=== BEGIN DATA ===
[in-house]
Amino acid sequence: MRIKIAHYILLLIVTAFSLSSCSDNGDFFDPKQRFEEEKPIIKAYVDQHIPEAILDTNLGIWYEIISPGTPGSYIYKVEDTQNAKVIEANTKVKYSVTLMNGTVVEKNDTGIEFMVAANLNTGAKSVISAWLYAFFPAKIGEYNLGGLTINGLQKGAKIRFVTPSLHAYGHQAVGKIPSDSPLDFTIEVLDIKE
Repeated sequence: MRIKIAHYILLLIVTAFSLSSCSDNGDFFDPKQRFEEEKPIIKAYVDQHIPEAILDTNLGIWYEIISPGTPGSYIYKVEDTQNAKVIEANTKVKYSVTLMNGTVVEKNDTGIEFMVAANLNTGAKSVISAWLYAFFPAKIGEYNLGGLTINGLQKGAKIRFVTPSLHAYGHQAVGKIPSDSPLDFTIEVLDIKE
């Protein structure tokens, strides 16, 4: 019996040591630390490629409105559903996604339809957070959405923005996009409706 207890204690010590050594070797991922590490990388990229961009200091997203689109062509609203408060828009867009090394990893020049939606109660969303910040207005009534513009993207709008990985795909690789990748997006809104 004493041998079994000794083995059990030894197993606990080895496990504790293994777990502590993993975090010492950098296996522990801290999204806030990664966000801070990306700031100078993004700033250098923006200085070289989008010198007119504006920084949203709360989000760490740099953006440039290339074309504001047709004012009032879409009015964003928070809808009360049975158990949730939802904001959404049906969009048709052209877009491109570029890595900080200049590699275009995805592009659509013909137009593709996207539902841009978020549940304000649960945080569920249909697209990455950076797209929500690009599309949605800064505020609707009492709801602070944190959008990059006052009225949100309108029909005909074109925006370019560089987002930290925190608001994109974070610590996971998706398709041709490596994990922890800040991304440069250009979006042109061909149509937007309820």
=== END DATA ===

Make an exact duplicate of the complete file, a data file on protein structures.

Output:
[in-house]
Amino acid sequence: MRIKIAHYILLLIVTAFSLSSCSDNGDFFDPKQRFEEEKPIIKAYVDQHIPEAILDTNLGIWYEIISPGTPGSYIYKVEDTQNAKVIEANTKVKYSVTLMNGTVVEKNDTGIEFMVAANLNTGAKSVISAWLYAFFPAKIGEYNLGGLTINGLQKGAKIRFVTPSLHAYGHQAVGKIPSDSPLDFTIEVLDIKE
Repeated sequence: MRIKIAHYILLLIVTAFSLSSCSDNGDFFDPKQRFEEEKPIIKAYVDQHIPEAILDTNLGIWYEIISPGTPGSYIYKVEDTQNAKVIEANTKVKYSVTLMNGTVVEKNDTGIEFMVAANLNTGAKSVISAWLYAFFPAKIGEYNLGGLTINGLQKGAKIRFVTPSLHAYGHQAVGKIPSDSPLDFTIEVLDIKE
């Protein structure tokens, strides 16, 4: 019996040591630390490629409105559903996604339809957070959405923005996009409706 207890204690010590050594070797991922590490990388990229961009200091997203689109062509609203408060828009867009090394990893020049939606109660969303910040207005009534513009993207709008990985795909690789990748997006809104 004493041998079994000794083995059990030894197993606990080895496990504790293994777990502590993993975090010492950098296996522990801290999204806030990664966000801070990306700031100078993004700033250098923006200085070289989008010198007119504006920084949203709360989000760490740099953006440039290339074309504001047709004012009032879409009015964003928070809808009360049975158990949730939802904001959404049906969009048709052209877009491109570029890595900080200049590699275009995805592009659509013909137009593709996207539902841009978020549940304000649960945080569920249909697209990455950076797209929500690009599309949605800064505020609707009492709801602070944190959008990059006052009225949100309108029909005909074109925006370019560089987002930290925190608001994109974070610590996971998706398709041709490596994990922890800040991304440069250009979006042109061909149509937007309820």